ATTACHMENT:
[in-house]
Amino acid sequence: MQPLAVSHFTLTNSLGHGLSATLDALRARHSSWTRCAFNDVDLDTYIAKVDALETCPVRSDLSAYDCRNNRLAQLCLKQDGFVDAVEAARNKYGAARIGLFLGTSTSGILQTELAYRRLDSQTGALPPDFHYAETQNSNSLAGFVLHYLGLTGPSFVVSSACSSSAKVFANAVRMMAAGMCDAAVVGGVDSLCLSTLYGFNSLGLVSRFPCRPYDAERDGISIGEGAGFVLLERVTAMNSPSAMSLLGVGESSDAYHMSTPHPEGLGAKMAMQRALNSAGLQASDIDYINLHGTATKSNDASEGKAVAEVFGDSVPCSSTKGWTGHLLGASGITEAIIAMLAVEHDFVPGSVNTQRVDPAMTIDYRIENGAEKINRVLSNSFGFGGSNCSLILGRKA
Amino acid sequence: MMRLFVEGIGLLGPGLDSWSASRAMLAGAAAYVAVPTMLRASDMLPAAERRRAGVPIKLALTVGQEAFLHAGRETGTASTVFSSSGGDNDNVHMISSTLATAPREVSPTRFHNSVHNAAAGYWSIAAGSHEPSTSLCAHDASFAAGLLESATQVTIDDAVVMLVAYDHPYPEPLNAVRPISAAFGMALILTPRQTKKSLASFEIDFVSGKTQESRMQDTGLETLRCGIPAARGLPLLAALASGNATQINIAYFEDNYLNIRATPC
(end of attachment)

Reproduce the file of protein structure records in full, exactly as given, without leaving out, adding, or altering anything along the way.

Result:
[in-house]
Amino acid sequence: MQPLAVSHFTLTNSLGHGLSATLDALRARHSSWTRCAFNDVDLDTYIAKVDALETCPVRSDLSAYDCRNNRLAQLCLKQDGFVDAVEAARNKYGAARIGLFLGTSTSGILQTELAYRRLDSQTGALPPDFHYAETQNSNSLAGFVLHYLGLTGPSFVVSSACSSSAKVFANAVRMMAAGMCDAAVVGGVDSLCLSTLYGFNSLGLVSRFPCRPYDAERDGISIGEGAGFVLLERVTAMNSPSAMSLLGVGESSDAYHMSTPHPEGLGAKMAMQRALNSAGLQASDIDYINLHGTATKSNDASEGKAVAEVFGDSVPCSSTKGWTGHLLGASGITEAIIAMLAVEHDFVPGSVNTQRVDPAMTIDYRIENGAEKINRVLSNSFGFGGSNCSLILGRKA
Amino acid sequence: MMRLFVEGIGLLGPGLDSWSASRAMLAGAAAYVAVPTMLRASDMLPAAERRRAGVPIKLALTVGQEAFLHAGRETGTASTVFSSSGGDNDNVHMISSTLATAPREVSPTRFHNSVHNAAAGYWSIAAGSHEPSTSLCAHDASFAAGLLESATQVTIDDAVVMLVAYDHPYPEPLNAVRPISAAFGMALILTPRQTKKSLASFEIDFVSGKTQESRMQDTGLETLRCGIPAARGLPLLAALASGNATQINIAYFEDNYLNIRATPC